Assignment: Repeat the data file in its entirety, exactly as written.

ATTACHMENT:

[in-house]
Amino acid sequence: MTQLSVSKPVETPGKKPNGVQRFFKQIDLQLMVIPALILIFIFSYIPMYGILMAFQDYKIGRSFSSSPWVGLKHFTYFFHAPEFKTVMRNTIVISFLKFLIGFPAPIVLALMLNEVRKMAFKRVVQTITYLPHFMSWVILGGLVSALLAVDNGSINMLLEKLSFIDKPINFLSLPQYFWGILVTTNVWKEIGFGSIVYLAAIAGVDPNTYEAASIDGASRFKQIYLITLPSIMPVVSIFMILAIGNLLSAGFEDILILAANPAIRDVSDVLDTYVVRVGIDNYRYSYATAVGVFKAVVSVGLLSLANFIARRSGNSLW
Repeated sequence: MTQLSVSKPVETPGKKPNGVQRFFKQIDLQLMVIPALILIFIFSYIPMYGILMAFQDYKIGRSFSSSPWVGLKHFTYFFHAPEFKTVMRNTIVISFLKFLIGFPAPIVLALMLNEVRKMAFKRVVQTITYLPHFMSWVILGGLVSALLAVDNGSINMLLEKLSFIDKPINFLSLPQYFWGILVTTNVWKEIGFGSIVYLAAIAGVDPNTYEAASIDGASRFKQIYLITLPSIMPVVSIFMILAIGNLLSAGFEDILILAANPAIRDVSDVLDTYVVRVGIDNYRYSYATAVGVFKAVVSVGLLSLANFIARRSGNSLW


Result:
[in-house]
Amino acid sequence: MTQLSVSKPVETPGKKPNGVQRFFKQIDLQLMVIPALILIFIFSYIPMYGILMAFQDYKIGRSFSSSPWVGLKHFTYFFHAPEFKTVMRNTIVISFLKFLIGFPAPIVLALMLNEVRKMAFKRVVQTITYLPHFMSWVILGGLVSALLAVDNGSINMLLEKLSFIDKPINFLSLPQYFWGILVTTNVWKEIGFGSIVYLAAIAGVDPNTYEAASIDGASRFKQIYLITLPSIMPVVSIFMILAIGNLLSAGFEDILILAANPAIRDVSDVLDTYVVRVGIDNYRYSYATAVGVFKAVVSVGLLSLANFIARRSGNSLW
Repeated sequence: MTQLSVSKPVETPGKKPNGVQRFFKQIDLQLMVIPALILIFIFSYIPMYGILMAFQDYKIGRSFSSSPWVGLKHFTYFFHAPEFKTVMRNTIVISFLKFLIGFPAPIVLALMLNEVRKMAFKRVVQTITYLPHFMSWVILGGLVSALLAVDNGSINMLLEKLSFIDKPINFLSLPQYFWGILVTTNVWKEIGFGSIVYLAAIAGVDPNTYEAASIDGASRFKQIYLITLPSIMPVVSIFMILAIGNLLSAGFEDILILAANPAIRDVSDVLDTYVVRVGIDNYRYSYATAVGVFKAVVSVGLLSLANFIARRSGNSLW